I am a Redskins fan who has endorsed Barack Obama, which could lead to a state of dissonance tomorrow.  Fortunately (or unfortunately), the legend about the Redskins being proficient presidential predictors is not quite true—but it used to be.

If the Chicago Daily Tribune had watched the Redskins beat the New York Yanks, 59-21, they'd have never run that headline!

If the Chicago Daily Tribune had watched the Redskins beat the New York Yanks, 59-21, they wouldn't have misreported the 1948 results.

Snopes has the facts:  Since 1936, the Redskins first have correctly predicted, via the method described above, 17 out of 18 presidential elections—a success rate of 94.4%, which ain’t bad.  (Note that this counts the correct “prediction” in 1936 when the Redskins played in Boston and ignores the incorrect “prediction” in 1932 when they played in Boston as the Braves.  Apparently, it’s the Redskins part, not the Washington part, that’s important here.)  The one that they got wrong?  It was the last election; the Green Bay Packers beat the Redskins, which should have meant defeat for George W. Bush as well, but John Kerry was the one who went on to lose.

Of course, this whole thing is all coincidence—there’s no plausible causal mechanism in place and, given all the thousands of things that could be correlated with anything else, it’d be surprising not to find one that, due to happenstance, just happens to do so.  Therefore, I’ll have no trouble pulling for Washington tomorrow.  Hail to the Redskins!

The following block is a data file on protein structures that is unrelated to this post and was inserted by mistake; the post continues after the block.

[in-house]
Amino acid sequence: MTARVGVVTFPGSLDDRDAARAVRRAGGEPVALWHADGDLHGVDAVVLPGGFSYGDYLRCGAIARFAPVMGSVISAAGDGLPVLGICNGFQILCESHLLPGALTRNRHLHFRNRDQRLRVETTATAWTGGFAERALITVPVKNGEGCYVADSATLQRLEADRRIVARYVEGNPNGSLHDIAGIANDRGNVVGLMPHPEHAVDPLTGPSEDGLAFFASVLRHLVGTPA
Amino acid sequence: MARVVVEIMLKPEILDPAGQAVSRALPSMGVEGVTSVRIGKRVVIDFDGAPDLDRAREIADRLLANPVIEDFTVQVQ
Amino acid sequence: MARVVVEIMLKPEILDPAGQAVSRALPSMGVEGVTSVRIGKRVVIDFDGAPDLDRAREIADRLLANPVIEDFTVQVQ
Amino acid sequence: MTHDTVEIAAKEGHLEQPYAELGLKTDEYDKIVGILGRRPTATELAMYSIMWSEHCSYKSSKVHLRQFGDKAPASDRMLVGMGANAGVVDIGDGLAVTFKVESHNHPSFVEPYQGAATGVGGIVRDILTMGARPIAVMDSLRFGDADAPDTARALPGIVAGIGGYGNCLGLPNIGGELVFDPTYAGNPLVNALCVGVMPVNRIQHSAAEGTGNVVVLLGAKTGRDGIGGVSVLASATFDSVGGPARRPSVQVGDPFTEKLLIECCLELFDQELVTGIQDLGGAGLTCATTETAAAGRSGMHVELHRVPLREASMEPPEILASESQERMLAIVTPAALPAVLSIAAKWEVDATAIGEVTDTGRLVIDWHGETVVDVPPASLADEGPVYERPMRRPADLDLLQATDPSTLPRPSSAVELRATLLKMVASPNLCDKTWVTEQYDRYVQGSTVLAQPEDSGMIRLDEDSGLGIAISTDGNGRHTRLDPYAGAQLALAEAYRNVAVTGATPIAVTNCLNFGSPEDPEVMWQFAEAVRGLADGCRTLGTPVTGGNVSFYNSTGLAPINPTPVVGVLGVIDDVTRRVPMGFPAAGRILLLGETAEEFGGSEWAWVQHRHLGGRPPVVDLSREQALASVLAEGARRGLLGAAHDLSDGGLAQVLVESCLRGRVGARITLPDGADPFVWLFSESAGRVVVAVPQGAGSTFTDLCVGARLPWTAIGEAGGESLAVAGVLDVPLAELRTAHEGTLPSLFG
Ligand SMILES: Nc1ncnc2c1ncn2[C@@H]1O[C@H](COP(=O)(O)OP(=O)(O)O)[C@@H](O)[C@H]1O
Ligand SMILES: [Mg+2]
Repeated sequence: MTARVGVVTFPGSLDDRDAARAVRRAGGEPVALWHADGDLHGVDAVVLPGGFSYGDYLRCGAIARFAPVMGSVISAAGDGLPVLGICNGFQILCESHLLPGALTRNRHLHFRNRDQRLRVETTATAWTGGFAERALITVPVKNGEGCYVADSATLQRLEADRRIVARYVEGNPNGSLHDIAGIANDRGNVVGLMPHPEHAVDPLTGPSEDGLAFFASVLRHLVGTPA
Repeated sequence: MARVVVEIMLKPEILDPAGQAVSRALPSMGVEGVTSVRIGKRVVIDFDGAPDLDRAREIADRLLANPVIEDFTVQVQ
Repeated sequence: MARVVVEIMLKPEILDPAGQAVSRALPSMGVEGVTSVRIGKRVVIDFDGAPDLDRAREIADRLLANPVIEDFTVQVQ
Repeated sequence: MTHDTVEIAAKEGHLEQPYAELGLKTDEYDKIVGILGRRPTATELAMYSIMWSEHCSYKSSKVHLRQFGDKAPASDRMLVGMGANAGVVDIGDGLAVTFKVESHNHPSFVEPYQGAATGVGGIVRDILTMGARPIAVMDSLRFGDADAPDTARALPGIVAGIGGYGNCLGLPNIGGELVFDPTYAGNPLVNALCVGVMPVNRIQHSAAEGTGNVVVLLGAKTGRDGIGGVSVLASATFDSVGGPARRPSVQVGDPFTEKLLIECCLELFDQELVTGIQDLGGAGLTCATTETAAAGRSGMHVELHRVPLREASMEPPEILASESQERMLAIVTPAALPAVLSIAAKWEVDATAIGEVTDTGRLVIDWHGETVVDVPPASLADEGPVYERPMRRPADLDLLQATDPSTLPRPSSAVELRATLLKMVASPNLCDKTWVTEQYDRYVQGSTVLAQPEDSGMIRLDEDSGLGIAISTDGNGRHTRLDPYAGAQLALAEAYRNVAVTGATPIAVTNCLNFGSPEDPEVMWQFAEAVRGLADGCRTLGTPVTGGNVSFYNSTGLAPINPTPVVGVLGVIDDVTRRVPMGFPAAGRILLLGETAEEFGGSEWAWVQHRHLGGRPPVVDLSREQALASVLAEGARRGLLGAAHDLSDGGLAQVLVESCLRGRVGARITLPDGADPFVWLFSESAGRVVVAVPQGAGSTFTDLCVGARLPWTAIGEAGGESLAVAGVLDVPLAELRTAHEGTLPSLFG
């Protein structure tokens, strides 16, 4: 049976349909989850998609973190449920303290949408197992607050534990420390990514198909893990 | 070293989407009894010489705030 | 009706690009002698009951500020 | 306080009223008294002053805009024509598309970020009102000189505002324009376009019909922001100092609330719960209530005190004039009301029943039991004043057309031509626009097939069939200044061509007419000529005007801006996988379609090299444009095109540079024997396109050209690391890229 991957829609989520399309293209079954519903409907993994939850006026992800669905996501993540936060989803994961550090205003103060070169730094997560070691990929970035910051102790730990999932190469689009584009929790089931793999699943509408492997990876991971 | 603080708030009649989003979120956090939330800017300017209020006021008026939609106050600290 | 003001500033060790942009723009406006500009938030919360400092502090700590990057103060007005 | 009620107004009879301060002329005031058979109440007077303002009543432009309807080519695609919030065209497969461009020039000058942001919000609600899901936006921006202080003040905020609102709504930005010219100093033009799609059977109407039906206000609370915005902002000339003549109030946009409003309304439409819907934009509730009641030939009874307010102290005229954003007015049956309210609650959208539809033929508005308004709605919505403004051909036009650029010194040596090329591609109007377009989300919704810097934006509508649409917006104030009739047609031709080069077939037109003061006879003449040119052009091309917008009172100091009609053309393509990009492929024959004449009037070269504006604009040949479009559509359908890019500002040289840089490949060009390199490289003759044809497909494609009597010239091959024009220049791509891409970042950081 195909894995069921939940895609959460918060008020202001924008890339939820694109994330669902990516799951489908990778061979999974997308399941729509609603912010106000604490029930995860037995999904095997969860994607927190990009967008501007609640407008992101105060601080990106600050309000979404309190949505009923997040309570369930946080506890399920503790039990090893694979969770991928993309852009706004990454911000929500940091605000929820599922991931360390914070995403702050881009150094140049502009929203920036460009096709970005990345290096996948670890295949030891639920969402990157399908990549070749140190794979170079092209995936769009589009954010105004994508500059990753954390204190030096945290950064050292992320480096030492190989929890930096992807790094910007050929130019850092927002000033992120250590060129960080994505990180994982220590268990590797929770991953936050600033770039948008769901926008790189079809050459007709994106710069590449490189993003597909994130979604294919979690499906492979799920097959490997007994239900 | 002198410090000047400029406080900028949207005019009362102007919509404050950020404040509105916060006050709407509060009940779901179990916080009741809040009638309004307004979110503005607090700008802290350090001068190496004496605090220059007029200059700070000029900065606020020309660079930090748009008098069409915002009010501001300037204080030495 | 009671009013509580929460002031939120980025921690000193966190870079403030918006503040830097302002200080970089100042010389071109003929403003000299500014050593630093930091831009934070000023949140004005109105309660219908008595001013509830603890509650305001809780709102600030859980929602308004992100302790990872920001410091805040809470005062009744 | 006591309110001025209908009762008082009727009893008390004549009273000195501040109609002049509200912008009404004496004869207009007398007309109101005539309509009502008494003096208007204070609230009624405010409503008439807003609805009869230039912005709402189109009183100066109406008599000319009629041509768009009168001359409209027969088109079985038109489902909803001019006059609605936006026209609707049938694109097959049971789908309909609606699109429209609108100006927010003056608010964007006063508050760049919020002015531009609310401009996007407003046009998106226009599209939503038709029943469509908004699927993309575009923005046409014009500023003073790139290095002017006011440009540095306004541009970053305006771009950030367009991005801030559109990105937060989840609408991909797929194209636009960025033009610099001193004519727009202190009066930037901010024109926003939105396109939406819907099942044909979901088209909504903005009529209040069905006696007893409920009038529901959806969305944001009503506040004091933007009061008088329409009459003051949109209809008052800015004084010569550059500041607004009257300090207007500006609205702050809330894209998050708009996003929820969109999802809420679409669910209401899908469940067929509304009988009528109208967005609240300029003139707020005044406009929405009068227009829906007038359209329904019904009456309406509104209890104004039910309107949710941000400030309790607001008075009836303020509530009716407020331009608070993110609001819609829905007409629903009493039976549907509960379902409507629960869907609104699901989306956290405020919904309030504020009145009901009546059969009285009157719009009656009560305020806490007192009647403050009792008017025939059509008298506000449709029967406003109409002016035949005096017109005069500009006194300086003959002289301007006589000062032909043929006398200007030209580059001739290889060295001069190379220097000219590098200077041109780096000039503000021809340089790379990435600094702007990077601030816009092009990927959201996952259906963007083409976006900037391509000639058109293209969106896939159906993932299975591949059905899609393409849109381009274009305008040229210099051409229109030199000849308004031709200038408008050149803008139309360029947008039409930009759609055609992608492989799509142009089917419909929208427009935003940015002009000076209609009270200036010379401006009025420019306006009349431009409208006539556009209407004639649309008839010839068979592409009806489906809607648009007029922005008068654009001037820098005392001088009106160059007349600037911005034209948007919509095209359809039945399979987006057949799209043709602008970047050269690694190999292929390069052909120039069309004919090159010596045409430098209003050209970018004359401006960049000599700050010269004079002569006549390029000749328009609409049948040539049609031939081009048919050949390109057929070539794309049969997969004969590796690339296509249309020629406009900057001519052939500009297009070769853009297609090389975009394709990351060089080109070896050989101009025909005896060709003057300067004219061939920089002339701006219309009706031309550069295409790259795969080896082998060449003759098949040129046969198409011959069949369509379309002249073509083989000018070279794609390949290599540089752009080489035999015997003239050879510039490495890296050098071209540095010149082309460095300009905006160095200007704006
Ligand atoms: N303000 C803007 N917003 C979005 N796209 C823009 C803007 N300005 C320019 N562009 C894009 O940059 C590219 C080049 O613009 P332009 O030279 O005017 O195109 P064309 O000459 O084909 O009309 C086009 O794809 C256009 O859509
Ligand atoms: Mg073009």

Palin a drag on McCain, going rogue & planning for 2012

This blog’s criticisms of Sarah Palin as a Vice Presidential candidate are well-known to its readers,so I won’t swell the record here with those points again.  For them, see here, here, and here.  Suffice it to say, her selection by McCain played a role in the decisions of a number of conservatives who have endorsed Obama, myself included—and add Reagan advisor Ken Adelman to the list too—along with decisions by many other solid Republicans who won’t be supporting the GOP ticket, including my Congressman and Colin Powell.  Her addition to the ticket was pretty clearly a cynically executed political maneuver by John McCain, not one that put country first.

"Wait, what do you mean when you say that you're 'looking out for #1'?  Do you mean me...or yourself?"

McCain: "Wait, what do you mean when you say that you're 'looking out for #1'? Do you mean me...or yourself?"

Now he appears to be paying the price for the decision.  A recent poll shows that voter’s biggest concern with the Republican ticket is Palin’s perceived lack of qualifications.  Another poll indicates that 59% of voters think that she is not qualified to be Vice President.  If accurate, then at most 41% of Americans think that she is qualified (it’s probably lower due to respondants who gave no opinion).  That indicates to me that probably almost everyone who’s not voting for McCain finds her unqualified.